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Writing Effective Thesis Statements

Guide for writing an effective thesis statement for an essay.

Planning Your Topic

If you haven't yet investigated your topic and are trying to formulate an argument, the following guide might help:

Thesis Questions

In the beginning stages of the planning process, your thesis statement may be referred to as the working thesis. A working thesis is like a rough draft thesis. It is a work in progress, and not quite in its most perfect version yet.

 

As you work through your thesis statement, you might ask yourself these questions:
  • What is the length requirement for the assignment?

The traditional 5-paragraph essay is a common writing assignment in many college classes. Sometimes a strong thesis can come from the formula used for 5-paragraph essays.

  • How much information am I going to find to support my thesis? 

If your thesis is too broad, you may find yourself overwhelmed with source material. Make sure the thesis is specific, and can actually be supported with the sources that you find.

  • Who is the audience for the assignment?

You will write your paper differently depending on your audience. You may have to provide some background information about the topic before you launch into your argument or define jargon terms or acronyms for the reader.

 

Consider these questions about your overall topic:
  • What biases might you have as you launch into the construction of your argument?

Sometimes our biases show through, so carefully craft your thesis so that it makes a strong argument without inserting assumptions or broad generalizations.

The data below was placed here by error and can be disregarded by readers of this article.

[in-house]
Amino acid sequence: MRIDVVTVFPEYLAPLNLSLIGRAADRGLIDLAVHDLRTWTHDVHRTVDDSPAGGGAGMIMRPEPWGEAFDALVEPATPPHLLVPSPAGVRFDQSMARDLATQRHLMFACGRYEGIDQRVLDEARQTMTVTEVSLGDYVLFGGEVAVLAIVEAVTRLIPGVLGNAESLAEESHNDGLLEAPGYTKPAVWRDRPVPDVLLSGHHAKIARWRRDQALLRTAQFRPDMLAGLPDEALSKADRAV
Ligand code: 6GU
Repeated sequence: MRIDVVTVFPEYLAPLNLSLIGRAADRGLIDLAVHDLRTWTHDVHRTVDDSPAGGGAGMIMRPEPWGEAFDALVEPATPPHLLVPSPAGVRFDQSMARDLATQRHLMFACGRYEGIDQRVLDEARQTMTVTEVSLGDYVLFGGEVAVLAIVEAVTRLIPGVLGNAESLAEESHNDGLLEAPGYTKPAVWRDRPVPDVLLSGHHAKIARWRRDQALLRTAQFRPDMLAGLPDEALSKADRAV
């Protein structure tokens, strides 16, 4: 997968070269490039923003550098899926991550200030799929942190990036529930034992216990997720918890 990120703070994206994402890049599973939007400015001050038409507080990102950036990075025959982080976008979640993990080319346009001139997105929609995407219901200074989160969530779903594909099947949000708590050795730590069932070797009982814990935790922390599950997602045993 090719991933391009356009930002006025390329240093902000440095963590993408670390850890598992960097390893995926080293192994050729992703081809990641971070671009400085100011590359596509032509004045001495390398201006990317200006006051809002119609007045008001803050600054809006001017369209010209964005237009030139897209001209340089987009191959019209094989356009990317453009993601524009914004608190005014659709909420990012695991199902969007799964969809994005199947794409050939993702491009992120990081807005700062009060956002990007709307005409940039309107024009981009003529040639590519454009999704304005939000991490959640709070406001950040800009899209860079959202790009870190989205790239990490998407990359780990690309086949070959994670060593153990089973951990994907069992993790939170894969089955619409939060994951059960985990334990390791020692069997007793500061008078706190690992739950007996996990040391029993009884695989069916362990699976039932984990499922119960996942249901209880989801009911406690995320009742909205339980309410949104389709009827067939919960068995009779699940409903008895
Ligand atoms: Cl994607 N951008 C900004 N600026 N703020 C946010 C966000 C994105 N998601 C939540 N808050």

• What do you already know about the topic?

Your own experiences can be valuable when constructing your argument, as well as when you start to look for resources to support your assertions.

  • What information might be considered "common knowledge" for your readers?

Your introduction paragraph and thesis may not need to go into great detail about information considered common knowledge. Common knowledge information is information that is widely known (like the signing of the Declaration of Independence) or easily verified (May is the 5th month of the year).

Building the Thesis

Once you've constructed your thesis, ask yourself the following:
  • Is the thesis present at the end of the introduction paragraph?

Your introduction provides necessary background information on the topic. Your thesis presents a strong stance you're going to take on a particular topic. It's like the final word of a debate. You want it to be strong, and you want it to engage the reader.

  • Does the thesis answer the "why" or "so what" question for the reader?

Readers need to see why an argument might be important. Does your interpretation change the meaning of something you're investigating? Does this argument prove a theory of some kind? Can this outlook solve a problem? Why should readers care about it?

  • Is your thesis an actual statement?

Asking a question at the end of the first paragraph is not a strong thesis statement. Review the question. A strong thesis might answer it, and you can use that question to lead up to your argument.

  • Does your thesis make an argument that can be proven through source material?

It's difficult for source material to prove a generalization such "everyone feels this way" about a specific topic. The trick is to make sure that your thesis is as specific as possible.

  • Is the thesis your own argument?

The thesis should be your argument and supported through evidence from your sources in the body of the paper. If you're citing the argument, you've likely either quoted or paraphrased someone else's thesis. Make sure the argument is your own.


Don't be afraid to ask for help!

Once you've built your thesis and constructed the essay, it's a good idea to ask others to review your work to see if they can pinpoint your exact thesis statement. This can be done in the peer review process. Even if not required by the assignment, peer review can help you gain new perspectives on your writing.